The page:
Shedding Light On Photosynthesis

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Objective

SWBAT describe the discoveries that promoted our understanding of photosynthesis, recite the equation, and discuss the importance of the chemical reactions that occur to allow photosynthesis to occur.

Big Idea

Why are plants important? What's the big idea with trees? Students will breath in knowledge of photosynthesis and the vital role the process plays in our daily life.

Lesson Introduction: Turn On The Lights!

1 minutes

The video clip discusses this the introductory nature of this lesson as the students venture into their study of photosynthesis and cellular energy.  All of the vocabulary in this lesson is new, so be patient as your students as they discover this content for the very first time.    

Hook - Lighting Up With Energy

5 minutes

In a prior lesson, students learned about plant cells and the function of the chloroplast, but this lesson dives into the chemical reactions of photosynthesis inside of the chloroplast.  Most students have never been introduced to the fine details that explain the chemical reactions that occur to allow the process of photosynthesis to occur.  Since this lesson is just an introduction/review that familiarizes your students with the process of photosynthesis the majority of the details will be covered in later lessons.

Have the students number their paper #1-4 and respond to the following prompts:

The possible types of energy that will be discussed in this activity are solar/light energy, mechanical energy, and chemical energy.

  1. A solar-powered calculator uses solar cells that are placed at the top of the device.  The calculator uses solar/light energy and converts it to what type of energy to allow you to solve your math problems?  
  2. Plants use light energy from the sun to make their food (autotrophic).  What kind of energy is the light energy converted into to provide food for the plant?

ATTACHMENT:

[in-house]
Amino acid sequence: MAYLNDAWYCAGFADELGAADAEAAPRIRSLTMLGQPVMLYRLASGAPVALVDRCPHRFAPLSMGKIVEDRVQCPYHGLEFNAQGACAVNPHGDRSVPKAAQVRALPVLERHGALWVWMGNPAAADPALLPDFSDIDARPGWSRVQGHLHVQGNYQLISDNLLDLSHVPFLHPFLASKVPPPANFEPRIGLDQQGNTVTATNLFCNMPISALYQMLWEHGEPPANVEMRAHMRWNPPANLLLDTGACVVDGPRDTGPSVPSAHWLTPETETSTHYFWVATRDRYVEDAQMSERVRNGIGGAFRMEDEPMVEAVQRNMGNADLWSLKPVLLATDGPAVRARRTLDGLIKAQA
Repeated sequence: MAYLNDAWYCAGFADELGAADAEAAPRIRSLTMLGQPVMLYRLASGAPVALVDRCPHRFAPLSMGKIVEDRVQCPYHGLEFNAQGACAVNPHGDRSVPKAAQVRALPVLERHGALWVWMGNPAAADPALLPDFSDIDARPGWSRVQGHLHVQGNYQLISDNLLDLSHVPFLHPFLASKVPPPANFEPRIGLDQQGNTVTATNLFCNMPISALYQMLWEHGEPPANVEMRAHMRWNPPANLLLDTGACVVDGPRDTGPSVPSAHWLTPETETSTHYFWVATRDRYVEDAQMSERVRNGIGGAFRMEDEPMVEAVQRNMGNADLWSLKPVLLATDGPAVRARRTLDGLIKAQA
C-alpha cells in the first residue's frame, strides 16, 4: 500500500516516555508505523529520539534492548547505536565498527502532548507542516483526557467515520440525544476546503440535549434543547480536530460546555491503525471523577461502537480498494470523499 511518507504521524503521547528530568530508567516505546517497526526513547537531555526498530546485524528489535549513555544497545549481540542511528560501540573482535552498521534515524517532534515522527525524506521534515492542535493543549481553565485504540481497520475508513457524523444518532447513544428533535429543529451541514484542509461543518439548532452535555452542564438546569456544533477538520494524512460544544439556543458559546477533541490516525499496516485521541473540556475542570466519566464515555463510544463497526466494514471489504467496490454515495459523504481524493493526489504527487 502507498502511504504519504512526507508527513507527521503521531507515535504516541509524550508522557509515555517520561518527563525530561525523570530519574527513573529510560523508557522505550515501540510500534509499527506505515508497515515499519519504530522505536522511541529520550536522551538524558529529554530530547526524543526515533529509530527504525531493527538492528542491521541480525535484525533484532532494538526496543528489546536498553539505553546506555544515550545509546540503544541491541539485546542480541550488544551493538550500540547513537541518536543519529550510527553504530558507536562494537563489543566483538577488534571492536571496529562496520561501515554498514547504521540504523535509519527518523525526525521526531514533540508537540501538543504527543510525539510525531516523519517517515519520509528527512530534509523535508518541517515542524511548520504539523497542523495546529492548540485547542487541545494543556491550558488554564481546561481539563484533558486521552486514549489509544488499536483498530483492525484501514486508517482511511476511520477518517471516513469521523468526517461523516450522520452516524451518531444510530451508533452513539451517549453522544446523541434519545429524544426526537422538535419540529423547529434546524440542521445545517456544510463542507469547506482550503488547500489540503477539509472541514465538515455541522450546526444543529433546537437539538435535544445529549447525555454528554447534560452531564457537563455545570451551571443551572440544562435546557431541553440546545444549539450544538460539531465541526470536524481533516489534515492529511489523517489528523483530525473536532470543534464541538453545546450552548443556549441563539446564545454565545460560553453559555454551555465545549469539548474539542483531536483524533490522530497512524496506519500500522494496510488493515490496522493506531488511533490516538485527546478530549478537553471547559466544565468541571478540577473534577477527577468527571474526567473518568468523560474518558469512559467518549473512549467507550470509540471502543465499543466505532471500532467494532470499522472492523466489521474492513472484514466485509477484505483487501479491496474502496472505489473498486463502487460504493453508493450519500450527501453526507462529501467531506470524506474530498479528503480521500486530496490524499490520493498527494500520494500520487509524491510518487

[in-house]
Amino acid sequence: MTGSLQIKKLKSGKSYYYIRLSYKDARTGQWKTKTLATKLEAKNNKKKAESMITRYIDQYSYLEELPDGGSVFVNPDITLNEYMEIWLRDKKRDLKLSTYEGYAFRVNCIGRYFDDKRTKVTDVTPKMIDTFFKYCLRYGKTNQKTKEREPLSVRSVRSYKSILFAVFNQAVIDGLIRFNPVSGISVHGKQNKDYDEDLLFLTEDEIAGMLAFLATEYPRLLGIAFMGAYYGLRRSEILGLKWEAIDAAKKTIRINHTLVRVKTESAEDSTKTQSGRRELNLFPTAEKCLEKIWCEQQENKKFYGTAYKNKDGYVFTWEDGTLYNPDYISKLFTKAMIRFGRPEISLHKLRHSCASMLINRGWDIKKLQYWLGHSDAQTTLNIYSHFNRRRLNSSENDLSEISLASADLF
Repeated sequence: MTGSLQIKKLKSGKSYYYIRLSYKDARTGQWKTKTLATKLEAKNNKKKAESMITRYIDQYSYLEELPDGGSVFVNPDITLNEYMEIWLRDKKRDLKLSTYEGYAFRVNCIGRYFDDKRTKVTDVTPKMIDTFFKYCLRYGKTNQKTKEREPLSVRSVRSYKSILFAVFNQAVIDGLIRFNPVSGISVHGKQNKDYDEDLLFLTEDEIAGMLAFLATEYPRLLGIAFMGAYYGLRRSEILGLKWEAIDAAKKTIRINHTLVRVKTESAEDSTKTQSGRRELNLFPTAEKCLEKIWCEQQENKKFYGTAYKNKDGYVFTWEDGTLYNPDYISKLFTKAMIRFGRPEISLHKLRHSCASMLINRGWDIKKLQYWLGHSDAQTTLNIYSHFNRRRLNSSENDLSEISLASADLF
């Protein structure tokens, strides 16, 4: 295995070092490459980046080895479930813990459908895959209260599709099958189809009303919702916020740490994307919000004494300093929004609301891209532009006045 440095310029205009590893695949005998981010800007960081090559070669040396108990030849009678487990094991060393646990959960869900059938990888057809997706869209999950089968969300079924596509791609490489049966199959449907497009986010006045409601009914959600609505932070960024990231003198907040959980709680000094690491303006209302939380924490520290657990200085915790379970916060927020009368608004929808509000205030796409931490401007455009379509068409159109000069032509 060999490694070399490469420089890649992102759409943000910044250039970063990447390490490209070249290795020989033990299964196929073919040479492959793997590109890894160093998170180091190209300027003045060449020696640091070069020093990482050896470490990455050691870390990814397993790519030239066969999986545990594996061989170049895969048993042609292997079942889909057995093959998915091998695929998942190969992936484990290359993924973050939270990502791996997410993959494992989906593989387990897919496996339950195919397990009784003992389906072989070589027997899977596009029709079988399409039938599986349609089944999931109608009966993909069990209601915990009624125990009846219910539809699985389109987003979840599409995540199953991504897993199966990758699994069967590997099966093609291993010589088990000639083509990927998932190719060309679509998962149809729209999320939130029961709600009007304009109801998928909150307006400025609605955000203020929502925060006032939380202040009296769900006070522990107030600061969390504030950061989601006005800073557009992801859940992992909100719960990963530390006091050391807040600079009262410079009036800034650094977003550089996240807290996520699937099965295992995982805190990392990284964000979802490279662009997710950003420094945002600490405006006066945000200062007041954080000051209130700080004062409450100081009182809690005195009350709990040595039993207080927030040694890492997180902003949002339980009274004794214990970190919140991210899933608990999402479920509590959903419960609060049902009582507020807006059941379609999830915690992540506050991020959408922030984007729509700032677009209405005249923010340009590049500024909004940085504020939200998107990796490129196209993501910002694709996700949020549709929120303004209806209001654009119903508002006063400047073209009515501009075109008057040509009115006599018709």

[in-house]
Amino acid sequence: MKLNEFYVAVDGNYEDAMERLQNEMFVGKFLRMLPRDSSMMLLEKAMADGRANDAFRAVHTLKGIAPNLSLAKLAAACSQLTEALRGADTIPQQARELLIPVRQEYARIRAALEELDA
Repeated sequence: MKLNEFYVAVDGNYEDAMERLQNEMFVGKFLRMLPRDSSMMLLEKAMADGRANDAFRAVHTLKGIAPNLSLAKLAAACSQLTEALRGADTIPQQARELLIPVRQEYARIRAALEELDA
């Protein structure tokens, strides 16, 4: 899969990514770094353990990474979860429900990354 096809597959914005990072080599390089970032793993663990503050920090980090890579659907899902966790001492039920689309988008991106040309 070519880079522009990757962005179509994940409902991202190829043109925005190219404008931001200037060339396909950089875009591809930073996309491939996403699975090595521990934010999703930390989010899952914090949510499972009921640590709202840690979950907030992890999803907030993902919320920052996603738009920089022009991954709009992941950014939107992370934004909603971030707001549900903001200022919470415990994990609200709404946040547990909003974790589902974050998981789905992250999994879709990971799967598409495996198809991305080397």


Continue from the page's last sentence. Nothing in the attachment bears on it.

3. Most plants have some green structures.  What causes plants to appear green?  You can discuss the pigment in the plant or why we see the color green.
  4. What does the green color have to do with the plant's ability to convert light energy into the energy in the food it makes?  

The students will share their answers with their neighbor.  The teacher will provide a more detailed explanation of topics that students identify as difficult or troubling.   A class discussion will provide more information on how the chlorophyll absorbs the sun's light to initiate the chemical reaction of photosynthesis.  

Students will feel comfortable talking about plants due to their prior experiences with plants at home or in nature, but the concept of energy conversion will be new.  No need to get hung up in the details of the chemical reaction at this point.  This activity is designed to get students thinking of how plants convert light energy into chemical energy!

Direct Instruction - The Brightest Minds

25 minutes

In an effort to provide all students the necessary prior knowledge to be successful in studying photosynthesis, this lesson will introduce students to the scientists who helped pave the way for our understanding of how plants grow, the process of photosynthesis, and the detailed chemical reaction that occurs between plants, animals, and our environment.  Students will title their papers, "Shedding Light On Photosynthesis".  These Lecture Notes will continue to be an introduction to the process of photosynthesis by scaffolding the structure of the necessary vocabulary terms and scientific contributions to build a strong understanding of this process. 

The teacher will read the equation for photosynthesis out loud in front of the class.  Students are then encouraged to mimic the teacher's words during the second reading in an effort to reinforce student learning.

Photosynthesis Equation translated to words: